Gary Klausner heads towards the finish line of a 10k race in Long Island, NY. Klausner will celebrate the 25th anniversary of his double lung transplant in December. Photo courtesy of Ed Grenzig.
Not much holds Gary Klausner back these days. The Long Island, NY native was diagnosed with cystic fibrosis when he was 10 but was physically active until he developed a life-threatening respiratory infection at age 33. Klausner needed a lung transplant, but few centers were willing to consider him because of his condition. Then he went to Duke Health, which accepted him as a lung transplant candidate. In December 2023, Klausner will celebrate the 25th anniversary of his successful double lung transplant at Duke, which he still visits for twice-yearly appointments.
Managing Cystic Fibrosis from Childhood Through Adulthood
Klausner was often sick as a child and was noticeably smaller and thinner than his peers. In 1975, he was diagnosed with cystic fibrosis and was told he had a life expectancy of 16 years old. Still, encouraged by his parents, Klausner had an active childhood and played basketball and other team sports. He eventually married and held a demanding job as a trader on Wall Street, all while managing his condition with medication and exercise.
A Deadly Lung Infection Changed the Game
When his wife, Robin, was pregnant with their twin boys, 33-year-old Klausner contracted a deadly respiratory infection called burkholderia cepacia. His condition declined to the point where he needed around-the-clock care, supplemental oxygen, and IV antibiotics. The only remedy was a double lung transplant, but only two centers in the U.S. and Canada would evaluate a patient who was so ill. Duke was one of them. With the help of his parents, Klausner traveled to Durham, where transplant specialists performed a comprehensive evaluation. Klausner then returned to New York, and three days later he received the good news -- he was accepted for lung transplantation at Duke and was told to get on the next flight to North Carolina to be waitlisted for donor lungs.
Learn about Klausner's journey from a life-threatening illness to the excellent health he enjoys today.
An Uncertain Future
Klausner knew that his life hung in the balance but waited to travel to Duke so he could witness the birth of his sons. Not knowing if he would see them again, before he left for North Carolina he made a videotape for his family and told Robin that no one was to watch it unless the worst happened. “It’s been sitting unwatched in a safe deposit box for 25 years,” Klausner said.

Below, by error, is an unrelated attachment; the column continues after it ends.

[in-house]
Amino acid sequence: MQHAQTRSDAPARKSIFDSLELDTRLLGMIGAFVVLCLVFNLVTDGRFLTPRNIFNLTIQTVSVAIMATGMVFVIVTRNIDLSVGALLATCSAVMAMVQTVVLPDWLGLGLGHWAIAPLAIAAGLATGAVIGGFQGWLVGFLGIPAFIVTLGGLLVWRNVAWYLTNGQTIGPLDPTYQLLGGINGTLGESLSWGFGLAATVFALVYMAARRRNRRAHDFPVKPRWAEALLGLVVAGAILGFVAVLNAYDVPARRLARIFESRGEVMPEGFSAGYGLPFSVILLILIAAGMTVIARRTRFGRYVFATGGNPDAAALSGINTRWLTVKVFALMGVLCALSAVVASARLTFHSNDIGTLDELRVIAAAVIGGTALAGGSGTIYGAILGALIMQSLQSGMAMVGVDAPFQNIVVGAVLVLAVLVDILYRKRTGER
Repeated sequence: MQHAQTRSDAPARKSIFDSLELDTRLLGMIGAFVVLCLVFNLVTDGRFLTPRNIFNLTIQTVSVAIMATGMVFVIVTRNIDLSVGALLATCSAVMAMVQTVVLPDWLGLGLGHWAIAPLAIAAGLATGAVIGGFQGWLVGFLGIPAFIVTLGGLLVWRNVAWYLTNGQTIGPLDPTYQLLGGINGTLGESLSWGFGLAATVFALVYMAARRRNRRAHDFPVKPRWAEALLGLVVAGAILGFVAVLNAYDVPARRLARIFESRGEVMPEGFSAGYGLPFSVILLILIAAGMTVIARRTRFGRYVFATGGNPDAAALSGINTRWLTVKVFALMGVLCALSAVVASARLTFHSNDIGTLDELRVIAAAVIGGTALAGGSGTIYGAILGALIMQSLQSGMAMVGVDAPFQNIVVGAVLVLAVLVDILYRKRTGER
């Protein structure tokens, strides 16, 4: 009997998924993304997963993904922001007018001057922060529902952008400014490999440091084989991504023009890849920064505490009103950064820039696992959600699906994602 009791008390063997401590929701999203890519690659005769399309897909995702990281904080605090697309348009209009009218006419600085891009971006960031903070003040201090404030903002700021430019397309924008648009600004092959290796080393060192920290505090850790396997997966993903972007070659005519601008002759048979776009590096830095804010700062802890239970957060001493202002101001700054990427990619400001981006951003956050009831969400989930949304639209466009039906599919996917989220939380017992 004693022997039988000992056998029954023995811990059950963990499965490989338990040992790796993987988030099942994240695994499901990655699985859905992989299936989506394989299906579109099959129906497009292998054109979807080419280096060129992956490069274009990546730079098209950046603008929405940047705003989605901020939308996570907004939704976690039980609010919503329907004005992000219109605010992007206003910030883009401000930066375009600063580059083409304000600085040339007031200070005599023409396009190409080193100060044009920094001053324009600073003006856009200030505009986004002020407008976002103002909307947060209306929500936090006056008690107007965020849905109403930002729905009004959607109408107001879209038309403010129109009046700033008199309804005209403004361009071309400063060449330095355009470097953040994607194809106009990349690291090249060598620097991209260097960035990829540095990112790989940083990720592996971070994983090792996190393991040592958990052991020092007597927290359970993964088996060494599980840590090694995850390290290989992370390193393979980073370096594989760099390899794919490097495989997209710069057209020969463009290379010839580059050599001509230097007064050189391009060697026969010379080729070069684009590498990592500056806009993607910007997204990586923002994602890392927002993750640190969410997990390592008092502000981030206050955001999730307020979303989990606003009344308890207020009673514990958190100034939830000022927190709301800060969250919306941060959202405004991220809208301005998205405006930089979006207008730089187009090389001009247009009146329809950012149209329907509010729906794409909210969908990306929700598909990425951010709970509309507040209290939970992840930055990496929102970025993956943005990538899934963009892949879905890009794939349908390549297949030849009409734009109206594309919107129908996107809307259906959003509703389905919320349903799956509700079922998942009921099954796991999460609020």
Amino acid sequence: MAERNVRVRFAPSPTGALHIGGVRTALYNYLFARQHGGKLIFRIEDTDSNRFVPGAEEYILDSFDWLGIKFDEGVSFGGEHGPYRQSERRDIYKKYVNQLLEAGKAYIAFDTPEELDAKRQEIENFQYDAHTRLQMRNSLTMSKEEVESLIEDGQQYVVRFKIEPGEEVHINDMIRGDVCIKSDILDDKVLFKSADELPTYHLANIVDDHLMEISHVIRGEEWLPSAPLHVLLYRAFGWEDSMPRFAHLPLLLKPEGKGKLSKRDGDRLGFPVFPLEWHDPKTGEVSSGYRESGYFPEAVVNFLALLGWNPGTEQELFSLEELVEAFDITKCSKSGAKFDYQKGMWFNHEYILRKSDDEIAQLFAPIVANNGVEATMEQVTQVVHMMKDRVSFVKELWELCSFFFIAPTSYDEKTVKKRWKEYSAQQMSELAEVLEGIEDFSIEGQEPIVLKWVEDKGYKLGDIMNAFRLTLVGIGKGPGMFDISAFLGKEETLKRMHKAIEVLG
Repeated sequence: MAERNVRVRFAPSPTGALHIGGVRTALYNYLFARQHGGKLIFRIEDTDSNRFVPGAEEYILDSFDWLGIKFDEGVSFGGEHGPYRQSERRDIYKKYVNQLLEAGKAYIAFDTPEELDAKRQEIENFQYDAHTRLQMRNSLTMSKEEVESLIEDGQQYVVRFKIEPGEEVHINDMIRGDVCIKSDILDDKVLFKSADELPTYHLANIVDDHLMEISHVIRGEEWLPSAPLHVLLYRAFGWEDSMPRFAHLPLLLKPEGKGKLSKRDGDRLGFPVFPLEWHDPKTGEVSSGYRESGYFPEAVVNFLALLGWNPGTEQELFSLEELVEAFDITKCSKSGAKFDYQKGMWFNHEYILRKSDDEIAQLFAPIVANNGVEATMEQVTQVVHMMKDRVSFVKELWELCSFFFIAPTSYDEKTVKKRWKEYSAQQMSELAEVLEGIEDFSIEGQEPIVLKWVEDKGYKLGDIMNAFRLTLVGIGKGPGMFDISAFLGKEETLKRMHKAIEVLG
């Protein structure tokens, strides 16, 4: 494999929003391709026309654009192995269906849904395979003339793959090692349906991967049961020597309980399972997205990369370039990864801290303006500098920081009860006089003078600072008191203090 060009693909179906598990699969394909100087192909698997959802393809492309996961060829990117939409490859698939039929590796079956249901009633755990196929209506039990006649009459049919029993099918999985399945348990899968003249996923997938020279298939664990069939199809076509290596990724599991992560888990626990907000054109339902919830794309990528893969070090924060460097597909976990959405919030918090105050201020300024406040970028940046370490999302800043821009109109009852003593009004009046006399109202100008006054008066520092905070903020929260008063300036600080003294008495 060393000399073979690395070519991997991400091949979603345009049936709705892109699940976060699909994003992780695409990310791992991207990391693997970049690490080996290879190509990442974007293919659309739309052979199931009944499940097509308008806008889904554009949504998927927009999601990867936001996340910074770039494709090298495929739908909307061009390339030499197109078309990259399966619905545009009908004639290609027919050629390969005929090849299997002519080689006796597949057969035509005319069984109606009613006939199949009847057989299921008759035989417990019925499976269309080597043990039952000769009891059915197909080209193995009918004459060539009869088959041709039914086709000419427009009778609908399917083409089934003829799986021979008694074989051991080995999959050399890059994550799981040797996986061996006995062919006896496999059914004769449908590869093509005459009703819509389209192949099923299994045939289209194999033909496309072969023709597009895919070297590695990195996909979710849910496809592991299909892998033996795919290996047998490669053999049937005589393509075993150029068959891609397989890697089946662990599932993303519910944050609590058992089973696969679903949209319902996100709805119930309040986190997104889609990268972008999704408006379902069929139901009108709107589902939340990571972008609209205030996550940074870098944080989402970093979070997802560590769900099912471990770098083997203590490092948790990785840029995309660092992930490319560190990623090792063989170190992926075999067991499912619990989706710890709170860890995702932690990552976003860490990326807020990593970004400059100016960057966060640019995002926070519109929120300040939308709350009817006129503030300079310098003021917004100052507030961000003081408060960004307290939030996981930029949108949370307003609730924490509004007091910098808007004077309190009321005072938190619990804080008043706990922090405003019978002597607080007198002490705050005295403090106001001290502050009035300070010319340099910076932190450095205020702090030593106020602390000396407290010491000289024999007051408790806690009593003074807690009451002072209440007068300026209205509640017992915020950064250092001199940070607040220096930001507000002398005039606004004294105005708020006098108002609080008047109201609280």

He then headed back to Duke to stay in Durham, participate in pulmonary rehabilitation, and wait for a lung transplant donor. Three and a half weeks later, Klausner got a call from his transplant coordinator. They had a matched donor. Klausner headed to the hospital for his transplant surgery.
Following Doctors’ Orders
After a successful transplant, a month-long hospital stay, and pulmonary rehabilitation, Klausner returned home. Scott M. Palmer, MD, a transplant pulmonologist at Duke Health, was part of Klausner’s care team in 1998 and continues to see him twice a year for check-ups and testing. Klausner, who now works in medical sales, could see a doctor in New York or have virtual visits, but he is incredibly grateful for the transplant he received at Duke and appreciates the continuity and quality of care. “I feel like Dr. Palmer and I are a team,” he said.
Data show that transplanted lung survival rates are not as good as for other organs like kidneys or livers. “There are many risks of complications that can occur along the way,” explained Dr. Palmer. Klausner attributes the longevity of his lungs to an excellent transplant team, a strong support system, and a positive attitude. He also closely follows Dr. Palmer’s recommendations for exercise and medications. Since his surgery, Klausner exercises every day and has participated in countless races, from half marathons to 5Ks. “Exercise was always important to me even before the transplant, and in 25 years I can count on two hands the number of times that I've missed my medications,” he said.
"Duke has an outstanding program with an increasingly large number of patients who are 10, 20, or 25 years past transplant."
Striving to Be the “Guinness World Records Guy” of Lung Transplant Survivors
In anticipation of his 25th year post-transplant, Klausner is on a mission to inspire others with his story and the positive impact lung transplant can have on the lives of patients and their families. He also hopes to beat the record -- currently set at 30 years -- for the longest surviving person after lung transplant. “I want to be the Guinness World Records guy,” he said. Dr. Palmer is one of his biggest supporters. “Duke has an outstanding program with an increasingly large number of patients who are 10, 20, or 25 years past transplant,” he said. “It’s quite exceptional, quite wonderful, to celebrate individuals like Gary.”